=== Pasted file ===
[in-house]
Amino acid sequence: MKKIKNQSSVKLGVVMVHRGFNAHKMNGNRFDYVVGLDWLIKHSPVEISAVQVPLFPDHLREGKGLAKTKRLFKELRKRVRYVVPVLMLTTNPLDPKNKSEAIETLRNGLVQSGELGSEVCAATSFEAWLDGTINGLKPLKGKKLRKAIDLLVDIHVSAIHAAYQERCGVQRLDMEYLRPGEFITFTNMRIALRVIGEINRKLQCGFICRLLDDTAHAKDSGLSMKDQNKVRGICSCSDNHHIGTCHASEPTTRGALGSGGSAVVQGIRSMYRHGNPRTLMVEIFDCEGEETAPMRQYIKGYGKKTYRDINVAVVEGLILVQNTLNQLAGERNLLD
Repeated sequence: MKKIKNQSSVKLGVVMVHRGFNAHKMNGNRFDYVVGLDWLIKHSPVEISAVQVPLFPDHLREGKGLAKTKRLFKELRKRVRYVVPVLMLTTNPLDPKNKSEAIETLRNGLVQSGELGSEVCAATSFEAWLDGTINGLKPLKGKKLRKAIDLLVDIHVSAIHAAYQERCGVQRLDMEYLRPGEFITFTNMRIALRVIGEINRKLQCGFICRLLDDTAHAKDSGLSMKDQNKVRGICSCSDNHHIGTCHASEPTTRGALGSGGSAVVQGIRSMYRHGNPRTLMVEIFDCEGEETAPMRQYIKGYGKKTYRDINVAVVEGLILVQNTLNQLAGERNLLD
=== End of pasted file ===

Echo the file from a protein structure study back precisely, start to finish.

[in-house]
Amino acid sequence: MKKIKNQSSVKLGVVMVHRGFNAHKMNGNRFDYVVGLDWLIKHSPVEISAVQVPLFPDHLREGKGLAKTKRLFKELRKRVRYVVPVLMLTTNPLDPKNKSEAIETLRNGLVQSGELGSEVCAATSFEAWLDGTINGLKPLKGKKLRKAIDLLVDIHVSAIHAAYQERCGVQRLDMEYLRPGEFITFTNMRIALRVIGEINRKLQCGFICRLLDDTAHAKDSGLSMKDQNKVRGICSCSDNHHIGTCHASEPTTRGALGSGGSAVVQGIRSMYRHGNPRTLMVEIFDCEGEETAPMRQYIKGYGKKTYRDINVAVVEGLILVQNTLNQLAGERNLLD
Repeated sequence: MKKIKNQSSVKLGVVMVHRGFNAHKMNGNRFDYVVGLDWLIKHSPVEISAVQVPLFPDHLREGKGLAKTKRLFKELRKRVRYVVPVLMLTTNPLDPKNKSEAIETLRNGLVQSGELGSEVCAATSFEAWLDGTINGLKPLKGKKLRKAIDLLVDIHVSAIHAAYQERCGVQRLDMEYLRPGEFITFTNMRIALRVIGEINRKLQCGFICRLLDDTAHAKDSGLSMKDQNKVRGICSCSDNHHIGTCHASEPTTRGALGSGGSAVVQGIRSMYRHGNPRTLMVEIFDCEGEETAPMRQYIKGYGKKTYRDINVAVVEGLILVQNTLNQLAGERNLLD